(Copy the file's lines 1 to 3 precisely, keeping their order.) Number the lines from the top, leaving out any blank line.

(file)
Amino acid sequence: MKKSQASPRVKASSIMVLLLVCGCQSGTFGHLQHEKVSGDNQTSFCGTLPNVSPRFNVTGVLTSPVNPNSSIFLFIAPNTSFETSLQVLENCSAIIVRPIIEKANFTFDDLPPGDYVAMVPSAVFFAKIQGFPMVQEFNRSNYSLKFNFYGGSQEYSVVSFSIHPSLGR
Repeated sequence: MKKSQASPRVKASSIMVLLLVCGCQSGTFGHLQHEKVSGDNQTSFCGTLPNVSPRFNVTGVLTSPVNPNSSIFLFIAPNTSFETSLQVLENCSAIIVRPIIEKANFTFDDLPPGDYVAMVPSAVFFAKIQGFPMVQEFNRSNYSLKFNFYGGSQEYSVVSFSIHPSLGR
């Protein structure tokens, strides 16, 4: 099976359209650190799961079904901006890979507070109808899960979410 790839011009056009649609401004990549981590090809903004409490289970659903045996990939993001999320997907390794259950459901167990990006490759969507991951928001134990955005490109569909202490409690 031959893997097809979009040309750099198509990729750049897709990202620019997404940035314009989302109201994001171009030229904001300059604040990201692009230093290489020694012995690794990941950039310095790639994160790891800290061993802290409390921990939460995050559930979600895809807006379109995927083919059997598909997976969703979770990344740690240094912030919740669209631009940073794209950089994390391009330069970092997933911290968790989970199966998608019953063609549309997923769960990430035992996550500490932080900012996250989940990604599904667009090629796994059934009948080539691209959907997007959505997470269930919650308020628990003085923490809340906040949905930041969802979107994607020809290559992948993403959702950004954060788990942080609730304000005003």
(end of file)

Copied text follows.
Amino acid sequence: MKKSQASPRVKASSIMVLLLVCGCQSGTFGHLQHEKVSGDNQTSFCGTLPNVSPRFNVTGVLTSPVNPNSSIFLFIAPNTSFETSLQVLENCSAIIVRPIIEKANFTFDDLPPGDYVAMVPSAVFFAKIQGFPMVQEFNRSNYSLKFNFYGGSQEYSVVSFSIHPSLGR
Repeated sequence: MKKSQASPRVKASSIMVLLLVCGCQSGTFGHLQHEKVSGDNQTSFCGTLPNVSPRFNVTGVLTSPVNPNSSIFLFIAPNTSFETSLQVLENCSAIIVRPIIEKANFTFDDLPPGDYVAMVPSAVFFAKIQGFPMVQEFNRSNYSLKFNFYGGSQEYSVVSFSIHPSLGR
């Protein structure tokens, strides 16, 4: 099976359209650190799961079904901006890979507070109808899960979410 790839011009056009649609401004990549981590090809903004409490289970659903045996990939993001999320997907390794259950459901167990990006490759969507991951928001134990955005490109569909202490409690 031959893997097809979009040309750099198509990729750049897709990202620019997404940035314009989302109201994001171009030229904001300059604040990201692009230093290489020694012995690794990941950039310095790639994160790891800290061993802290409390921990939460995050559930979600895809807006379109995927083919059997598909997976969703979770990344740690240094912030919740669209631009940073794209950089994390391009330069970092997933911290968790989970199966998608019953063609549309997923769960990430035992996550500490932080900012996250989940990604599904667009090629796994059934009948080539691209959907997007959505997470269930919650308020628990003085923490809340906040949905930041969802979107994607020809290559992948993403959702950004954060788990942080609730304000005003």